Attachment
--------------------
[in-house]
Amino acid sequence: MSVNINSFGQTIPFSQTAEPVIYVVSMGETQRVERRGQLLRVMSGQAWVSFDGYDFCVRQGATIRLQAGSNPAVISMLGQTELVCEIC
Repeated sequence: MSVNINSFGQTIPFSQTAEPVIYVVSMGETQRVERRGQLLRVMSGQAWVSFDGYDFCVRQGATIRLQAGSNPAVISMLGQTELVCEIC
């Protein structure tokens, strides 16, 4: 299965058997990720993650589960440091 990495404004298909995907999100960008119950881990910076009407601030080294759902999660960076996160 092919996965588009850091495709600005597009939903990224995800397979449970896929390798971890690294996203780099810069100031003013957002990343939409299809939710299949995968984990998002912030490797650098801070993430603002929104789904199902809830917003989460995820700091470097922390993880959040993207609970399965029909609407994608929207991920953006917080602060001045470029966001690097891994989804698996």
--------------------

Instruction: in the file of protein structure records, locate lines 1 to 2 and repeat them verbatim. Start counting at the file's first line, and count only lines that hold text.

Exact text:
[in-house]
Amino acid sequence: MSVNINSFGQTIPFSQTAEPVIYVVSMGETQRVERRGQLLRVMSGQAWVSFDGYDFCVRQGATIRLQAGSNPAVISMLGQTELVCEIC